The Colline district of Livorno takes its name from the old Porta alle Colline, the Livorno customs gate which stood where Via Gramsci finishes today, near the hospital. Until the early 1900s this gateway was known in Livorno as the Porta ai Sughi because it was here, against the walls built by the Lorraines, that the local farms used to deposit their manure to be used later during the sowing season.
Subsequently, the Colline area began to be built up, and in 1811, following the opening of the railway line connecting Rome and Genoa, building expanded towards the railway. Via di Salviano was the most important road because it connected the Colline district and the city with outlying districts of Livorno and with Salviano. This was also the route used to transport most of the goods heading for Livorno's city centre.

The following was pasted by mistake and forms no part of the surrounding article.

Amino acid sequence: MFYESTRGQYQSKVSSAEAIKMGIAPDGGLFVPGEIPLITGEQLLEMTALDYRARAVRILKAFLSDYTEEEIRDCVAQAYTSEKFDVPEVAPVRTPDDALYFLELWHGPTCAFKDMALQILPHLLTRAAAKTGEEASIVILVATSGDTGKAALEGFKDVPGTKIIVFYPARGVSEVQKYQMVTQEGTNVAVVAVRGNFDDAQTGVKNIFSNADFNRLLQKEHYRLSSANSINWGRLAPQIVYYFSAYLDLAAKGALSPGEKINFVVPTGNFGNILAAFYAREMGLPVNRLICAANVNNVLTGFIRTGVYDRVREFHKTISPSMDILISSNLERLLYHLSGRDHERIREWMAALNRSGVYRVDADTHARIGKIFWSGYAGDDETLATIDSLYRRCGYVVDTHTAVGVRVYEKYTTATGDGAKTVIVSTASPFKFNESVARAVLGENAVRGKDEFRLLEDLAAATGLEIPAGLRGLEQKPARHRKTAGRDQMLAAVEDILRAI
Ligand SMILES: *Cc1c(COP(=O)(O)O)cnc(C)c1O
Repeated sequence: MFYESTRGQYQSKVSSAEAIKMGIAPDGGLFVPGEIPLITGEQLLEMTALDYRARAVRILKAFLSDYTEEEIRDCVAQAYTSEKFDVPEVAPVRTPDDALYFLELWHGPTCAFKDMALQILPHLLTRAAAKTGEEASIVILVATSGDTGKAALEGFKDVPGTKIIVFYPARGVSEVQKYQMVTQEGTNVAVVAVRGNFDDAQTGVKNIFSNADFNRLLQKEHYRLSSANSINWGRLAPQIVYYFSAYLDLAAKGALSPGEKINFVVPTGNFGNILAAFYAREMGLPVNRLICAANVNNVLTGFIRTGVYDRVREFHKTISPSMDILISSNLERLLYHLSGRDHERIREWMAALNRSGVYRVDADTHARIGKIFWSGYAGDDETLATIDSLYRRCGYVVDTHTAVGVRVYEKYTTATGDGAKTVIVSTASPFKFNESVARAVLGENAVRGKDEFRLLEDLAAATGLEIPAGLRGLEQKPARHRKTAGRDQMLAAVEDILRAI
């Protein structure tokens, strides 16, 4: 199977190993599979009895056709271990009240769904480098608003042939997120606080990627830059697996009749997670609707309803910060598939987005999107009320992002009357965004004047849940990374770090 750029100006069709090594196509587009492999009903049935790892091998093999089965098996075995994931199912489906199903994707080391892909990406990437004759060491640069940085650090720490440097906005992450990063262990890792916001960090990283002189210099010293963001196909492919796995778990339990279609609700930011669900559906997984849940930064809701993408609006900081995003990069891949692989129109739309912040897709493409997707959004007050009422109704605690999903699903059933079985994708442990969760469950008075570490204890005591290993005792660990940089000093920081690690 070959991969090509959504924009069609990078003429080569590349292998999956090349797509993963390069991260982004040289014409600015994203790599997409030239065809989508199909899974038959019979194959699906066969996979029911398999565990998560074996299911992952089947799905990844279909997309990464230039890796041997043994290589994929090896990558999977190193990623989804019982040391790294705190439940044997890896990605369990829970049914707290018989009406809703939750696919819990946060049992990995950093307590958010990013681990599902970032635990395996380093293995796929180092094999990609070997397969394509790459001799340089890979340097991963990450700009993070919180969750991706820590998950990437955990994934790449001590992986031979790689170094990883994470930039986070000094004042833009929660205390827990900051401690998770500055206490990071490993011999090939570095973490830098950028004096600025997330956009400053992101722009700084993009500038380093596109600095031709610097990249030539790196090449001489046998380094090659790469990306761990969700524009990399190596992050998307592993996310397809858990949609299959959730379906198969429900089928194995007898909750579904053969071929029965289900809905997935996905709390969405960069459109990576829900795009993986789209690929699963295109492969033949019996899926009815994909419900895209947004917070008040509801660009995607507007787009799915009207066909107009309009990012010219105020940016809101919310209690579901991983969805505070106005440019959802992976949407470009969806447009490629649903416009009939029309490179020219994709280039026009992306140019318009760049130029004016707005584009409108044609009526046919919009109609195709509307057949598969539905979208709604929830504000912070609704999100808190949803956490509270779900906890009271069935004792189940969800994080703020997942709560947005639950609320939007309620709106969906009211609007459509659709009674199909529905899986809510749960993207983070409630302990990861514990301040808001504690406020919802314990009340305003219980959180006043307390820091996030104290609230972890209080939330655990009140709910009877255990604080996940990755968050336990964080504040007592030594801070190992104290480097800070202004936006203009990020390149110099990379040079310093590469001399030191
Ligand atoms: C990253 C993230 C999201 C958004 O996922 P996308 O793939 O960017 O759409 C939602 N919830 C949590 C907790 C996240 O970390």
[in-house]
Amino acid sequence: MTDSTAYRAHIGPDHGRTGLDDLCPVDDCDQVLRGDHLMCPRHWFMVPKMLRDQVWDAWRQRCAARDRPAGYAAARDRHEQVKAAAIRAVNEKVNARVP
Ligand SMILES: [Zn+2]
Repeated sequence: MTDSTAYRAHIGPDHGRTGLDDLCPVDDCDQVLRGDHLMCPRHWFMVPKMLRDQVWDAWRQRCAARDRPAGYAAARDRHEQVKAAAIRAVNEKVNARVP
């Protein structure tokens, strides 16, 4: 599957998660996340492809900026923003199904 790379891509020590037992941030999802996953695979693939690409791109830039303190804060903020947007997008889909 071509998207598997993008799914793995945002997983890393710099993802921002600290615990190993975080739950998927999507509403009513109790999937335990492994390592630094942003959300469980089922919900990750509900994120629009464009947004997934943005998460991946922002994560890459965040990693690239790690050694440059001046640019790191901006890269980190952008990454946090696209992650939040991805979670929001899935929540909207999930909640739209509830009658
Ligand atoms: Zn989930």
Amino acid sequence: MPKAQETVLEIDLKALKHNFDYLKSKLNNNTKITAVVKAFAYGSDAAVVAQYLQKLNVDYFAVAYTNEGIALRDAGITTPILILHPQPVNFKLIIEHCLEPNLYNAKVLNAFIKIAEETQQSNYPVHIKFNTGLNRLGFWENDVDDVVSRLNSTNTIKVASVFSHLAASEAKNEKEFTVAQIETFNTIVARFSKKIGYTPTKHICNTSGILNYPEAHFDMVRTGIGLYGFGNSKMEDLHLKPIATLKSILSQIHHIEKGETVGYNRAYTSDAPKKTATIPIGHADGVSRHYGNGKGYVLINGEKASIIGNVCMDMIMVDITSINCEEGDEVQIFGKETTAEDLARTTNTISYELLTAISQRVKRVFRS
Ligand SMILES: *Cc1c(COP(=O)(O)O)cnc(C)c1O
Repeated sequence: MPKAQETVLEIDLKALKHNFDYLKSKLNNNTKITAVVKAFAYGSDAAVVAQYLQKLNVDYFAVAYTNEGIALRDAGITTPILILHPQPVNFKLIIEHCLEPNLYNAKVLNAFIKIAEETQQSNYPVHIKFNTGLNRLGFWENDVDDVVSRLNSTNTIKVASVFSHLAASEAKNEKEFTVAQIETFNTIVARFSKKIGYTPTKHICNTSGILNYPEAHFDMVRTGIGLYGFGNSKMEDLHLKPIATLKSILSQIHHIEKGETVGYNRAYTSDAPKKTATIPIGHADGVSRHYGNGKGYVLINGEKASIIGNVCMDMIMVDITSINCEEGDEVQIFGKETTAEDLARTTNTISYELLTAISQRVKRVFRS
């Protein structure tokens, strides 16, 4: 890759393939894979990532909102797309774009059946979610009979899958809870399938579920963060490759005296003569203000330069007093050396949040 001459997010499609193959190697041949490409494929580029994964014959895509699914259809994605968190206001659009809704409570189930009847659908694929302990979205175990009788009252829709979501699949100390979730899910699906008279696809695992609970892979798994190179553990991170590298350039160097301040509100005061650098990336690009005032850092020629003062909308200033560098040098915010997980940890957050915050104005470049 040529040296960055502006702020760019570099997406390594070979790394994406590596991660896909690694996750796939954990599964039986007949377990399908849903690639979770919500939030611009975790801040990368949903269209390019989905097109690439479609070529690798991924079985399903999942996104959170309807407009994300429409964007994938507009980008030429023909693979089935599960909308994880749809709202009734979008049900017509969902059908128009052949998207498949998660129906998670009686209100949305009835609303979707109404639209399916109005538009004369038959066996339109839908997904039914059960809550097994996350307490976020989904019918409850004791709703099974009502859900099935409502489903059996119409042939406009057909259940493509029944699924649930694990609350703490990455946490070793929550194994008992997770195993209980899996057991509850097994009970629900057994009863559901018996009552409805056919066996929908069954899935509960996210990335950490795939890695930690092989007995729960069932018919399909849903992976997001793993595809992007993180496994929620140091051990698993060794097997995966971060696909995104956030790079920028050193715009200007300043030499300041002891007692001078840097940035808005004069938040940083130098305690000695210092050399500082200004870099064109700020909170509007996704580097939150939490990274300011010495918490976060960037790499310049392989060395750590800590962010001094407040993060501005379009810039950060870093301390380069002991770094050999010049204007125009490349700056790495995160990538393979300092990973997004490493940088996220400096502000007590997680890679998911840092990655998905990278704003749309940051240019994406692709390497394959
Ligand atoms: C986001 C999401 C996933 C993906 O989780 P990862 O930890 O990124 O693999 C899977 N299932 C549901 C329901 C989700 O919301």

Following the Second World War the area developed further, with the growth of artisan and commercial activities, due also to the development of the adjoining Coteto district which was begun in 1956. This area was particularly good for farming, and wheat especially was grown here.